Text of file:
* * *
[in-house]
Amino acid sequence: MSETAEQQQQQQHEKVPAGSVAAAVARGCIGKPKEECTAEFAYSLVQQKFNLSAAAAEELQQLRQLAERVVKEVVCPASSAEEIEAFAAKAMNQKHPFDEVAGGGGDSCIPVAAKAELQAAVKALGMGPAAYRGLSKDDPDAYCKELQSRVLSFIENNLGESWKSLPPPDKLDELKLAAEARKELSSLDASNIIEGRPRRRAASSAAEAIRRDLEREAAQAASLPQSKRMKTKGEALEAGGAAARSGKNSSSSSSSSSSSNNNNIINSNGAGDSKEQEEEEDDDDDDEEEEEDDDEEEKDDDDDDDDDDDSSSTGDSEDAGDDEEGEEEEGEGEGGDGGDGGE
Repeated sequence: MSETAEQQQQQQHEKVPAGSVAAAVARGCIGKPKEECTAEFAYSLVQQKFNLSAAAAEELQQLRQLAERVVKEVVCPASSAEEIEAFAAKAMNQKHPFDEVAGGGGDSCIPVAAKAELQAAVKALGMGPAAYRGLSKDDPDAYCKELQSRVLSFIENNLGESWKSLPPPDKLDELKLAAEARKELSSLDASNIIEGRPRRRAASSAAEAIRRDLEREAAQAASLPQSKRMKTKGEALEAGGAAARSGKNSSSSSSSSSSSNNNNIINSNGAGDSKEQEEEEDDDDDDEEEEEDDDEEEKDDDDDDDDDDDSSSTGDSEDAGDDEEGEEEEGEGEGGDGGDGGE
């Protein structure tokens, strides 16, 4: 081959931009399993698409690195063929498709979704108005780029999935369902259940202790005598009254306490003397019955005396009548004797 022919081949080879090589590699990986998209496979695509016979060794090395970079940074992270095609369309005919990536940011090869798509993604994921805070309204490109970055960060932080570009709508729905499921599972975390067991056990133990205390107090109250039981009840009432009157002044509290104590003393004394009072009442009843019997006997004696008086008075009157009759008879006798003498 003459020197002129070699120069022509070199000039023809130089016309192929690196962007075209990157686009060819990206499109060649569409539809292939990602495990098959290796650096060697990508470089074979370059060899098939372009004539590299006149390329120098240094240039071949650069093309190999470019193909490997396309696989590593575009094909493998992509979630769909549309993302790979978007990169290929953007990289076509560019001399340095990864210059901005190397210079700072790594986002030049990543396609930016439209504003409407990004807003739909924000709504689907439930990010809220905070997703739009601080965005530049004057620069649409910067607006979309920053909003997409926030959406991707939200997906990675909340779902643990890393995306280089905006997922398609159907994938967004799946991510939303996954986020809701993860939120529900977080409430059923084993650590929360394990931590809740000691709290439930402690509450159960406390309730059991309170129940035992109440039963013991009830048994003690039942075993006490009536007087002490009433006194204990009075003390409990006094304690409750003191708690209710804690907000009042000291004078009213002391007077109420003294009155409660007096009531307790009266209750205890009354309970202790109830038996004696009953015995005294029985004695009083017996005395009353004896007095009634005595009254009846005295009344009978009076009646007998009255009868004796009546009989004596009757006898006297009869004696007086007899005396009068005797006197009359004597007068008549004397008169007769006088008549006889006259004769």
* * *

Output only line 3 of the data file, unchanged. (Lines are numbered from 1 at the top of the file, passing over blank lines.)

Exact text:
Repeated sequence: MSETAEQQQQQQHEKVPAGSVAAAVARGCIGKPKEECTAEFAYSLVQQKFNLSAAAAEELQQLRQLAERVVKEVVCPASSAEEIEAFAAKAMNQKHPFDEVAGGGGDSCIPVAAKAELQAAVKALGMGPAAYRGLSKDDPDAYCKELQSRVLSFIENNLGESWKSLPPPDKLDELKLAAEARKELSSLDASNIIEGRPRRRAASSAAEAIRRDLEREAAQAASLPQSKRMKTKGEALEAGGAAARSGKNSSSSSSSSSSSNNNNIINSNGAGDSKEQEEEEDDDDDDEEEEEDDDEEEKDDDDDDDDDDDSSSTGDSEDAGDDEEGEEEEGEGEGGDGGDGGE